The Cost of Caring For Alzheimer’s and Dementia

Posted by Hilary Young on July 12, 2013

The Cost of Caring For Alzheimer’s and Dementia

There are more than 65 million people in the U.S. caring for a sick, disabled or elderly loved one, according to The National Alliance for Caregiving and AARP. A study published recently in the New England Journal of Medicine, found that the number of Americans with Alzheimer’s will more than double over the next 30 years. The study, led by the RAND Corp. and the University of Michigan, estimated that nearly 15 percent of those over 70 (about 3.8 million people) now have dementia. By 2040, that number is estimated to rise to 9.1 million. And of course, with more people being diagnosed with Alzheimer’s there will be an increase in cost. The study found $109 billion was spent in 2010 for Alzheimer’s disease, compared to $102 billion spent on heart disease and $72 billion spent on cancer care. By 2040, Alzheimer’s care could boast a price tag of $300 billion a year nationally. According to the Alzheimer’s Association (www.alz.org), common costs of care include:

  • Ongoing medical treatment for Alzheimer’s-related symptoms, diagnosis and follow-up visits
  • Treatment or medical equipment for other medical conditions
  • Safety-related expenses, such as home safety modifications or safety services for a person who wanders
  • Prescription drugs
  • Personal care supplies
  • Adult day care services
  • In-home care services
  • Full-time residential care services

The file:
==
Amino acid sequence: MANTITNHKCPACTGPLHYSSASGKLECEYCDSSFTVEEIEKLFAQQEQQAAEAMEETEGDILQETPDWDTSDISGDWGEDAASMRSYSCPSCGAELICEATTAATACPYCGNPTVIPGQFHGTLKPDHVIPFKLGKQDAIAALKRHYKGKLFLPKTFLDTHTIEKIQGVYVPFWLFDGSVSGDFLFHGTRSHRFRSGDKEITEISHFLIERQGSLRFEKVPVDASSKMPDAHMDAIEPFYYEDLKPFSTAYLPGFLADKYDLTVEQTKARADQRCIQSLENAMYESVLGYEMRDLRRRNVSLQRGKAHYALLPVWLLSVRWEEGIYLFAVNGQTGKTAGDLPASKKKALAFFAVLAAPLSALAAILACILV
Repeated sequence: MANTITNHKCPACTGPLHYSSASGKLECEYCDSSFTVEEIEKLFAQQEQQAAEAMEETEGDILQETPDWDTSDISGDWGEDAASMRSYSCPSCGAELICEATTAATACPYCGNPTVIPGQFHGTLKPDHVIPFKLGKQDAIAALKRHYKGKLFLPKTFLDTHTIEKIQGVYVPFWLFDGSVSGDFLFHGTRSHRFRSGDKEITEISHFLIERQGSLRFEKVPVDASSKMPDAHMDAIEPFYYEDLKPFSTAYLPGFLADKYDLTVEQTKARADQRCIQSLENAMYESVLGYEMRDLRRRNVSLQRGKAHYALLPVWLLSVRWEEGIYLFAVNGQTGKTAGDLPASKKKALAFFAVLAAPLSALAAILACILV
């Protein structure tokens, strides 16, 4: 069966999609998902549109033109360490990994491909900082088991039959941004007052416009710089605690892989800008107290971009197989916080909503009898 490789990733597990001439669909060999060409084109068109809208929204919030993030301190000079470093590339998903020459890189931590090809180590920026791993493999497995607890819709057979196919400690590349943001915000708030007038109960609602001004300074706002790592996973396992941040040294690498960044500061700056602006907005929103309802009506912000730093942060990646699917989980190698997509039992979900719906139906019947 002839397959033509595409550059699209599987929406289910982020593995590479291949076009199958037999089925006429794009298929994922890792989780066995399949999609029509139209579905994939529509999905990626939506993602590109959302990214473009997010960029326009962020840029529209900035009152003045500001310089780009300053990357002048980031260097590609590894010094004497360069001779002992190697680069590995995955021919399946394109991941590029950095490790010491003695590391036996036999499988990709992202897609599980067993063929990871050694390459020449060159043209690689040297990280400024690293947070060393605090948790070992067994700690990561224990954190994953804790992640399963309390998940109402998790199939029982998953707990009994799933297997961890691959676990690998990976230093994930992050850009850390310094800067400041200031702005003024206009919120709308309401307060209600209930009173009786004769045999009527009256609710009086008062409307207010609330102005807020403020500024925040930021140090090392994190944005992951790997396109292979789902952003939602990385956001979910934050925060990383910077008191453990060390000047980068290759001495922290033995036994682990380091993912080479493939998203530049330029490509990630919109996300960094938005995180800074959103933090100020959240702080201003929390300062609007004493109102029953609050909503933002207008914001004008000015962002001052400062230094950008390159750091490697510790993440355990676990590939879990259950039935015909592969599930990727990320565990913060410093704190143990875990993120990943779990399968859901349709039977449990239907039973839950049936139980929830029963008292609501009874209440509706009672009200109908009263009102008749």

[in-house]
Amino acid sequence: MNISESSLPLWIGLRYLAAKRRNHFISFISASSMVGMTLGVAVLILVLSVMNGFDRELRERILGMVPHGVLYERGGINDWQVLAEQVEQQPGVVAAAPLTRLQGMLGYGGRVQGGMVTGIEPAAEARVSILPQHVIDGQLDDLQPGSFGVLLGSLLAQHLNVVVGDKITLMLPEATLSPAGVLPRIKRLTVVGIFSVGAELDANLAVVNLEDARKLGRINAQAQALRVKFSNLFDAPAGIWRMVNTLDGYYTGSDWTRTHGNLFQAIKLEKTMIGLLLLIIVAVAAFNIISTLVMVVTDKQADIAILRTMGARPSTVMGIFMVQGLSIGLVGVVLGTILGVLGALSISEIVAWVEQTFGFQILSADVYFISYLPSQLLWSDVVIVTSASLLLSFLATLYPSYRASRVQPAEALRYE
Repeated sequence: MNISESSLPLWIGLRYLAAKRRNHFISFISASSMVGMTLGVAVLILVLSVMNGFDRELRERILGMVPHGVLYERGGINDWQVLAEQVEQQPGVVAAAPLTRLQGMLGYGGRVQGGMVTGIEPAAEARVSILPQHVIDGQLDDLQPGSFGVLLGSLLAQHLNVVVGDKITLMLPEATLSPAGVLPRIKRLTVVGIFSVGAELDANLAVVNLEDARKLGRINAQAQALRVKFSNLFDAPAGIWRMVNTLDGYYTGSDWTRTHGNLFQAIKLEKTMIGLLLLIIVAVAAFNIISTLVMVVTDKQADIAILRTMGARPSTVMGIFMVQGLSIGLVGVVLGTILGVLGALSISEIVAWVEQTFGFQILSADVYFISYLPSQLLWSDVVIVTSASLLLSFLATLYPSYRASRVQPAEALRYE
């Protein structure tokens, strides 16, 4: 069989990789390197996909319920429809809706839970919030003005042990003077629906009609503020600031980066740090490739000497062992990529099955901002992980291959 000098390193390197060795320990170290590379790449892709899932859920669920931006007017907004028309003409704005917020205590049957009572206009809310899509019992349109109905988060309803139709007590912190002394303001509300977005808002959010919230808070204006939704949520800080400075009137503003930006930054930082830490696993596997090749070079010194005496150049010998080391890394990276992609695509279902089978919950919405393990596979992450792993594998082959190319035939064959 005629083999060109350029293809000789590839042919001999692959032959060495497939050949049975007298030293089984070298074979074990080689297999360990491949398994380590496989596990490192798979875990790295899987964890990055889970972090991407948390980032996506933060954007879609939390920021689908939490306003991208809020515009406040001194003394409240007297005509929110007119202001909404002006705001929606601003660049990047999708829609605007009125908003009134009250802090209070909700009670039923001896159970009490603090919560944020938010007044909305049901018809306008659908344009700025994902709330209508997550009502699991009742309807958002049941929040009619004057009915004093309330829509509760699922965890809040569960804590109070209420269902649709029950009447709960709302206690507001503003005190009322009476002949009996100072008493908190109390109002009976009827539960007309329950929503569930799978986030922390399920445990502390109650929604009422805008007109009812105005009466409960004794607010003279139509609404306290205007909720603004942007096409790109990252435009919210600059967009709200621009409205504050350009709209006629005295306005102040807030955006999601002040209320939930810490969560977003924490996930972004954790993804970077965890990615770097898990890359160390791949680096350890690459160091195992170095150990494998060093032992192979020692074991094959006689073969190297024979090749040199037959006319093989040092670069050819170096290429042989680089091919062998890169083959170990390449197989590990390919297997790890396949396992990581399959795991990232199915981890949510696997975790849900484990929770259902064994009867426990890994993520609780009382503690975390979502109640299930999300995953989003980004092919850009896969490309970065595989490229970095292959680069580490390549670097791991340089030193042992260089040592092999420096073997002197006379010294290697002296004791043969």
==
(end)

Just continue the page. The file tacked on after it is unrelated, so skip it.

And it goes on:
According to The Shriver Report: A Woman’s Nation Takes on Alzheimer’s, the average cost of care for an Alzheimer’s patient is $56,800 per year. Sixty percent of that average cost — $34,500 per year — is covered by caregivers and the rest of the family themselves. 56 percent of caregivers say that a loved one’s battle with Alzheimer’s disease has greatly strained their family finances. If a patient lives independently or with an informal caregiver, the family only pays about $850 a year in related costs. But once that loved one is moved to an assisted living facility, the families’ costs skyrocket to $20,535 per year, according to the Shriver Report. In addition the emotional distress you encounter as a Caregiver for a loved one with Alzheimer’s, the financial stress of care can affect your relationships, physical well-being and mental health. It’s important to utilize all of the resources available to you--after all, it takes a village. Best Websites for Caregivers: http://www.alz.org/national/documents/lib_best_fcare.pdf Finding Local Resources: http://www.alzheimers.gov/caregiver_resources.html Emotional Resources: http://www.nia.nih.gov/alzheimers/coping-emotions-and-stress-alzheimers-caregiving-resource-list Communication and Behavioral Resources: http://www.nia.nih.gov/alzheimers/managing-alzheimers-disease-communication-and-behavior-problems-resource-list Legal and Financial Planning: http://www.nia.nih.gov/alzheimers/legal-and-financial-issues-people-alzheimers-disease-resource-list Choosing Long Term Care: http://www.nia.nih.gov/alzheimers/choosing-services-and-long-term-care-people-alzheimers-disease-resource-list


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